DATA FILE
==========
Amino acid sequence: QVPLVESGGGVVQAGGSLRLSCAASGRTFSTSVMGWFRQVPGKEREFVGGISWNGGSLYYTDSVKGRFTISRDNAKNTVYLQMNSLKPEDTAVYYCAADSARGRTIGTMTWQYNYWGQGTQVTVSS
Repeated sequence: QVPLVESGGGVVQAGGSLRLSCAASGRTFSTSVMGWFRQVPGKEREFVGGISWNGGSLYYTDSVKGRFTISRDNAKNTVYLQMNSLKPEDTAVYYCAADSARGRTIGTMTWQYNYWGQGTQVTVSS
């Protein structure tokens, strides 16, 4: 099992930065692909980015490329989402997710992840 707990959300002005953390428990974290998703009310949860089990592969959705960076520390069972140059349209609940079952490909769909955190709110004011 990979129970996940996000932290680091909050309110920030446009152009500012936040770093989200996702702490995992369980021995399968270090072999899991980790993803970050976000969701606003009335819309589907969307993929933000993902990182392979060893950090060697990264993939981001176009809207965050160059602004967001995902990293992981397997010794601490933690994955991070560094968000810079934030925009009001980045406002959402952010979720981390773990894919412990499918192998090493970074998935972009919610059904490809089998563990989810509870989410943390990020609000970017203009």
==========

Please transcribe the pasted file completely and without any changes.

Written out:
Amino acid sequence: QVPLVESGGGVVQAGGSLRLSCAASGRTFSTSVMGWFRQVPGKEREFVGGISWNGGSLYYTDSVKGRFTISRDNAKNTVYLQMNSLKPEDTAVYYCAADSARGRTIGTMTWQYNYWGQGTQVTVSS
Repeated sequence: QVPLVESGGGVVQAGGSLRLSCAASGRTFSTSVMGWFRQVPGKEREFVGGISWNGGSLYYTDSVKGRFTISRDNAKNTVYLQMNSLKPEDTAVYYCAADSARGRTIGTMTWQYNYWGQGTQVTVSS
């Protein structure tokens, strides 16, 4: 099992930065692909980015490329989402997710992840 707990959300002005953390428990974290998703009310949860089990592969959705960076520390069972140059349209609940079952490909769909955190709110004011 990979129970996940996000932290680091909050309110920030446009152009500012936040770093989200996702702490995992369980021995399968270090072999899991980790993803970050976000969701606003009335819309589907969307993929933000993902990182392979060893950090060697990264993939981001176009809207965050160059602004967001995902990293992981397997010794601490933690994955991070560094968000810079934030925009009001980045406002959402952010979720981390773990894919412990499918192998090493970074998935972009919610059904490809089998563990989810509870989410943390990020609000970017203009």